Local Politics Takes a Backseat at CPAC


Lieutenant Governor Dan Patrick (R., Texas) at the capitol in Austin, July 14, 2017 (Jon Herskovitz / Reuters)

After the screening of a humorous montage about the failures of the Biden-Harris administration, the Conservative Political Action Conference in Dallas took a local turn on Friday. Or, at least, it could have. Dan Patrick, the lieutenant governor of Texas, took the stage with Matt Schlapp early in the three-day event. Speaking to a majority-Texan crowd, Patrick was clear to those in attendance that he believes Texas is still the ruby-red state it’s been for the past half-decade. Yet, despite his position as a local official, his remarks against President Biden and the Democratic Party echoed the talking points of other national figures.

Patrick entered the stage to applause and fanfare. He started his speech by touting his connection to Trump and received wild applause when he implied that Trump was ready to run in 2024. Characterizing the electoral contest between Democrats and Republicans as a fight between light and darkness and good and evil, Patrick pilloried the Left for incentivizing chaos. Citing the border crisis, Patrick argued that the Biden administration was intentionally neglecting its constitutional duty to protect the border. He said “the Constitution was not written . . . for a president named Biden.”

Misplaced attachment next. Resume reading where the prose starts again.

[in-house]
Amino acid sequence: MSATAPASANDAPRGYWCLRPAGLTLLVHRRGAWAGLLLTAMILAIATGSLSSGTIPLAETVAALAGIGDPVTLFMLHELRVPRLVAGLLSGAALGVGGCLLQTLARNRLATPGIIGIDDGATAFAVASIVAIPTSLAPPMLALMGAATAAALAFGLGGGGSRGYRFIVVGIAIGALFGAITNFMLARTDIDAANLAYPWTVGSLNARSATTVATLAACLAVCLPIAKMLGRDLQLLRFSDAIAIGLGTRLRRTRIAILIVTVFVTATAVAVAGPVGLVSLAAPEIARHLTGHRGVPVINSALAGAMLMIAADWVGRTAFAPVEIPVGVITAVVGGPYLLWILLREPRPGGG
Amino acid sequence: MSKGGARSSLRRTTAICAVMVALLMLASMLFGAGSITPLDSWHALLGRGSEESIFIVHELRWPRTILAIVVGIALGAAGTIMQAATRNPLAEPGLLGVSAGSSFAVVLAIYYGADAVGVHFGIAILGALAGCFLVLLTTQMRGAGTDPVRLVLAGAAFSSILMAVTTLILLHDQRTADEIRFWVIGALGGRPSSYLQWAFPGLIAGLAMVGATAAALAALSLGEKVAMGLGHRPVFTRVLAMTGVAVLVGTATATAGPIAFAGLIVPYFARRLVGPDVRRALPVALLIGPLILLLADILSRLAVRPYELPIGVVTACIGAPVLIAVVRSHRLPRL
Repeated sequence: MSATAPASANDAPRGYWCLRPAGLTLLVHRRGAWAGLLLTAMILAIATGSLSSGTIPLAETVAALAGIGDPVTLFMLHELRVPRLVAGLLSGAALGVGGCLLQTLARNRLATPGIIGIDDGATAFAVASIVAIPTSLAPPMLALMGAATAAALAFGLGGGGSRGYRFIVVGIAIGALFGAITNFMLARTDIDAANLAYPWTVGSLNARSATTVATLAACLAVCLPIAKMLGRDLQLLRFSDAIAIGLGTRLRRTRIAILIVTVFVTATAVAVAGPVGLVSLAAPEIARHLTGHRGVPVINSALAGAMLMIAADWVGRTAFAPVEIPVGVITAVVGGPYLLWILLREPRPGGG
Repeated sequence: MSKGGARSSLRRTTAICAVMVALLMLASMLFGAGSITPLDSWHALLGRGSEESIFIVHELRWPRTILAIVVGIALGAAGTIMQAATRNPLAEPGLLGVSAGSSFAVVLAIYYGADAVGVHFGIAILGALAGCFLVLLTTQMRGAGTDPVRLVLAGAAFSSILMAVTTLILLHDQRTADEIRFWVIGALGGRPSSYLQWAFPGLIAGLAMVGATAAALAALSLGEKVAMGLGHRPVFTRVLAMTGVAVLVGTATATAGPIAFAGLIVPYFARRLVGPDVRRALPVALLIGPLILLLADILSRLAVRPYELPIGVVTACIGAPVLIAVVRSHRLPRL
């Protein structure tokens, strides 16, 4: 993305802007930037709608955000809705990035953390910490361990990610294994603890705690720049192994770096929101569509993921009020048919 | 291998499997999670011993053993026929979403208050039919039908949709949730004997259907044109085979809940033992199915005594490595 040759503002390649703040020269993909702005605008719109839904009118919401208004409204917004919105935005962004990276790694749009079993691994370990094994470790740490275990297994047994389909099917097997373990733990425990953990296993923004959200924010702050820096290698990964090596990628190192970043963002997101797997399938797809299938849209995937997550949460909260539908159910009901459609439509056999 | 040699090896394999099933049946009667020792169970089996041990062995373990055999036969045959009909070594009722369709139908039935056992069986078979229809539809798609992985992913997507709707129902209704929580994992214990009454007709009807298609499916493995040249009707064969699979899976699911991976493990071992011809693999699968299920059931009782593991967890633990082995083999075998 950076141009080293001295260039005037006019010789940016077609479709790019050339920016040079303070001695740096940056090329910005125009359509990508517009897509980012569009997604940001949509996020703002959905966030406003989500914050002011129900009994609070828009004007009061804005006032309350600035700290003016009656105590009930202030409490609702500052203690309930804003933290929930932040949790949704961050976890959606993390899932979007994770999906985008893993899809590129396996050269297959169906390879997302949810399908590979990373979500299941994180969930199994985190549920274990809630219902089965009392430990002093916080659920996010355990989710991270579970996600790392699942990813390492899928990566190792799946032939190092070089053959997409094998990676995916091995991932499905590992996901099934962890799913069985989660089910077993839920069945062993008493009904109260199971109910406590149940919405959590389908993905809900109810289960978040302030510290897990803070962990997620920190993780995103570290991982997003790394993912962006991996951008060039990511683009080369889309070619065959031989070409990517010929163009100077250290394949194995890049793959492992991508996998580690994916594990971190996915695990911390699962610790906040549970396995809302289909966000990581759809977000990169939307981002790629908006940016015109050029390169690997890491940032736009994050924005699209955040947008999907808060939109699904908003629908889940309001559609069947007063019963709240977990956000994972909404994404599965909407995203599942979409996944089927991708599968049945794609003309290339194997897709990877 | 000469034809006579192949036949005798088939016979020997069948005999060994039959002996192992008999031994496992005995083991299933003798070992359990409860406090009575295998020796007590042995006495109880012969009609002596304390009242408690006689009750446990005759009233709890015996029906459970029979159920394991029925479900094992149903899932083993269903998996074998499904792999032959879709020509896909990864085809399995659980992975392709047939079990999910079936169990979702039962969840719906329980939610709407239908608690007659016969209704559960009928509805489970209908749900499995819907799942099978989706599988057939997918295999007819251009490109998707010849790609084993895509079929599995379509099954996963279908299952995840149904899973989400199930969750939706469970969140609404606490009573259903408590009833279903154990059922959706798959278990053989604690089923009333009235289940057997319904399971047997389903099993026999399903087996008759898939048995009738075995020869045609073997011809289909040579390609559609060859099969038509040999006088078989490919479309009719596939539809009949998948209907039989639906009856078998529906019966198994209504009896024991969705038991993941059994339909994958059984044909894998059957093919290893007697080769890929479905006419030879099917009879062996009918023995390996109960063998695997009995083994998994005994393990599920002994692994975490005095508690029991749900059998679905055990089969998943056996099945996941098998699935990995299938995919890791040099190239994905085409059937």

True to form, the Texas politician invoked traditional Texan heritage. Bending down to reveal that he was wearing cowboy boots, Patrick made sure to mention how good Texas barbecue tastes. However, Patrick’s nods to aesthetic heritage aside, his message was distinctly national. The lieutenant governor trained his focus on President Biden, the Supreme Court, Democrats’ attempts to restrict Second Amendment rights, and other federal issues.

When Patrick did emphasize the need for local action, he said Texas would help put speaker of the House Nancy Pelosi “in the unemployment line.” This line from Patrick’s polemic is emblematic of the way local politics invariably takes a backseat to national affairs. It seems that local politics is a bit like small business: Politicians love to talk about it without actually talking about it.

Dan Patrick’s message may well resonate with conservative voters. His fiery speech ended with a standing ovation from the enthusiastic crowd of Texans and non-Texans alike. It’s also true that Patrick is a local official looking for national attention. However, on the issue of gun control, for instance, Patrick neglected to mention Texas’ recent victory on constitutional carry. The heated battle over voter ID was similarly neglected. In that context, it is disappointing to see local policies take such a backseat to national politics, especially from a local politician.





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